Zakład Biologii Polarnej i Oceanobiologii Uniwersytet Łódzki
ul. S. Banacha 12/16
90-237 Łódź, POLAND

Instrukcje dla autorów

Instructions for authors

The quarterly Polish Polar Research invites original scientific papers, dealing with all aspects of polar research. The journal aims to provide a forum for publication of high quality research papers, which are of international interest.

Articles must be written in English. Authors are requested to have their manuscript read by a person fluent in English before submission. They should be not longer than 30 typescript pages, including tables, figures and references. All papers are peer-reviewed. With the submitted manuscript authors should provide the names, addresses and e-mail addresses of three suggested reviewers.

Submission of an article implies that the work described has not been published previously nor is under consideration by another journal.

No honorarium will be paid. The journal does not have article processing charges (APCs) nor article submission charges.

The contribution should be submitted as Word file. It should be prepared in single- column double-spaced format and 25 mm margins. Consult a recent issue of the journal for layout and conventions ( Prepare figures and tables as separate files. For computer-generated graphics, editor Corel Draw is preferred. Line art images should be scanned and saved as bitmap (black and white) images at a resolution of 600–1200 dpi and tightly cropped. Computer versions of the photographs should be saved in TIFF format of at least 400 dpi (non-interpolated). Maximal publication size of illustrations is 126 × 196 mm. Limited number of color reproductions in print is fee of charge. Color artwork in PDF is free of charge.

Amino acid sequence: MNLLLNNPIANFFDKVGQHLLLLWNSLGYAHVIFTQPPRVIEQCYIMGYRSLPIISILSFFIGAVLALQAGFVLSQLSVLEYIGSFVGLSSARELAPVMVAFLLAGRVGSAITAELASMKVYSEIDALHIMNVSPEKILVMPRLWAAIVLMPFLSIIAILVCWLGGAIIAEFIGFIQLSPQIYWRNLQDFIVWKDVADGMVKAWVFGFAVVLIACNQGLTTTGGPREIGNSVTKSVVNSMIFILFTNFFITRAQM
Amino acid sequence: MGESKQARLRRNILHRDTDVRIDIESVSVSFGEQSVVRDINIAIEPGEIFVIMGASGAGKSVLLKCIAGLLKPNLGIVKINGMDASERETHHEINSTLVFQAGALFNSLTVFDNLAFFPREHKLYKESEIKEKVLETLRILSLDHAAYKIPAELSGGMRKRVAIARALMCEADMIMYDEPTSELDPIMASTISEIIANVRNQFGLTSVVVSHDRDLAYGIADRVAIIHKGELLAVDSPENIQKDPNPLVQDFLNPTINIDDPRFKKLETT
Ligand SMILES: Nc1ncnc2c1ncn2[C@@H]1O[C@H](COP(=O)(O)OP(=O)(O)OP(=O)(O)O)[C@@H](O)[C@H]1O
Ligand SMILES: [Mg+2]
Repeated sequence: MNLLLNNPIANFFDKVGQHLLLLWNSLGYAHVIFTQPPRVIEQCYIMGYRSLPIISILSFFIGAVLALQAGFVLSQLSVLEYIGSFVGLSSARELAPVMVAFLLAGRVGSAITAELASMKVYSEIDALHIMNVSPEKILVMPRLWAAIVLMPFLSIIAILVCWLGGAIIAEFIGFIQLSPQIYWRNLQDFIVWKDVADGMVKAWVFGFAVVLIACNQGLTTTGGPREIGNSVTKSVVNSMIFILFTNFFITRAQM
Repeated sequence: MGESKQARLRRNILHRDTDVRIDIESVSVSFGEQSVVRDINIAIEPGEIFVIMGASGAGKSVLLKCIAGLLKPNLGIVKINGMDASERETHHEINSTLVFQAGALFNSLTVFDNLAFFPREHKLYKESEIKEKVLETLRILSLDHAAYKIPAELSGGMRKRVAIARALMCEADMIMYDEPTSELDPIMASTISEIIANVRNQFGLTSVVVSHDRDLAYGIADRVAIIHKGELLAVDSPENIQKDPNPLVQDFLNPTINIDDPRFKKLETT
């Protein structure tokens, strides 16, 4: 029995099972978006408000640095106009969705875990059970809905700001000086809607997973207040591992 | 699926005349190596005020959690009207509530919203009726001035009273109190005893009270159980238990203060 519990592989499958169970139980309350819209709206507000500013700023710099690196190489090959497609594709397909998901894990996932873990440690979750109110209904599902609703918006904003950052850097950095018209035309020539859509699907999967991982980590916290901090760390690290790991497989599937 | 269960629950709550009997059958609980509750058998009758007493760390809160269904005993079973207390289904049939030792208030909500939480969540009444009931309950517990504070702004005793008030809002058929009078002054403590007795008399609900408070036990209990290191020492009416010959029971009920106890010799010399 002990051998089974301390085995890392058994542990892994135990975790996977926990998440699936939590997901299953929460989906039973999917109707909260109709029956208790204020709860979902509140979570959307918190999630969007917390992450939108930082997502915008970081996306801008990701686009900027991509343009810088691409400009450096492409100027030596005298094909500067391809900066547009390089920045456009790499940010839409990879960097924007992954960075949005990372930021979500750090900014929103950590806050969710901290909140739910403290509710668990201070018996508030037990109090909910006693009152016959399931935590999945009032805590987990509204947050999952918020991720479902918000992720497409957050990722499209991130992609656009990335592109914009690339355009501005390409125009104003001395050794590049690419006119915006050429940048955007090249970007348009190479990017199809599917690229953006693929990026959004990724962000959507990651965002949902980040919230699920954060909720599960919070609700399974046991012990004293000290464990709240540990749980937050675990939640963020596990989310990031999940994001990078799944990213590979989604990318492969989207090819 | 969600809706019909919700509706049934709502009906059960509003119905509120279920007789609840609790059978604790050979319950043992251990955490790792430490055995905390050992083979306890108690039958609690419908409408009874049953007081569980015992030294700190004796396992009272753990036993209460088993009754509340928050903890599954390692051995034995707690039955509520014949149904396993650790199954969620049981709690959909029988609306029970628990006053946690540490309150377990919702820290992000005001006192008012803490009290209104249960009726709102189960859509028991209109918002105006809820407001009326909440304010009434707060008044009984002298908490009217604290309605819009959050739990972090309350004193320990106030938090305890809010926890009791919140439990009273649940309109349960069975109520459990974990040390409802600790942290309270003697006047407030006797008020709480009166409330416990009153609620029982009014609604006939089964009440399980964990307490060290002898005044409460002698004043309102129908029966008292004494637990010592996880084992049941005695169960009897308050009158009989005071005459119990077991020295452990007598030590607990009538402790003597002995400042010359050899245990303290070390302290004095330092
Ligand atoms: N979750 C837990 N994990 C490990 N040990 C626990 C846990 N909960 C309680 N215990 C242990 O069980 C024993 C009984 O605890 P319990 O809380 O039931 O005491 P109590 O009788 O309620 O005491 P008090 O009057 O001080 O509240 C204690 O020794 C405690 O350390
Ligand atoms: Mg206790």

Title should be concise and informative, no longer than 15 words. Abstract should have no more than 250 words. The authors are requested to supply up to 5 keywords. The references should be arranged alphabetically and chronologically. Journal names should not be abbreviated. Please, ensure that every reference cited in the text is also present in the reference list and vice versa. Responsibility for the accuracy of bibliographic citations lies entirely with the authors. References in the text to papers should consist of the surname of the author(s) followed by the year of publication. More than two authors should be cited with the first author’s surname, followed by et al. (Dingle et al. 1998) but in full in the References.


ANDERSON J.B. 1999. Antarctic Marine Geology. Cambridge University Press, Cambridge: 289 pp.
BIRKENMAJER K. 1991. Tertiary glaciation in the South Shetland Islands, West Antarctica: evaluation of data. In: M.R.A. Thomson, J.A. Crame and J.W. Thomson (eds) Geological Evolution of Antarctica. Cambridge University Press, Cambridge: 629–632.
DINGLE S.A., MARENSSI S.A. and LAVELLE M. 1998. High latitude Eocene climate deterioration: evidence from the northern Antarctic Peninsula. Journal of South American Earth Sciences 11: 571–579.
SEDOV R.V. 1997. Glaciers of the Chukotka. Materialy Glyatsiologicheskikh Issledovaniy 82: 213–217 (in Russian).
SOBOTA I. and GRZEŚ M. 2006. Characteristic of snow cover on Kaffi oyra’s glaciers, NW Spitsbergen in 2005. Problemy Klimatologii Polarnej 16: 147–159 (in Polish).

The journal does not have article processing charges (APCs) nor article submission charges.

Twenty-five reprints of each article published are supplied free of charge. Additional charged reprints can be ordered.


Please submit your manuscripts to Polish Polar Research via email to Editors-in-Chief:

Magdalena BŁAŻEWICZ (Life Sciences)

Wojciech MAJEWSKI (Geosciences)


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phone: (48 22) 697 88 53

Instytut Paleobiologii

Polska Akademia Nauk

ul. Twarda 51/55

00-818 Warszawa, POLAND


Life Sciences



phone: (48 22) 635 42 97

Zakład Biologii Polarnej i Oceanobiologii Uniwersytet Łódzki

ul. S. Banacha 12/16

90-237 Łódź, POLAND

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Polish Polar Research jest czasopismem wydawanym w wolnym dostępie na licencji CC BY-NC-ND 3.0.

Polish Polar Research is an open access journal with all content available with no charge in full text version. The journal content is available under the licencse CC BY-NC-ND 3.0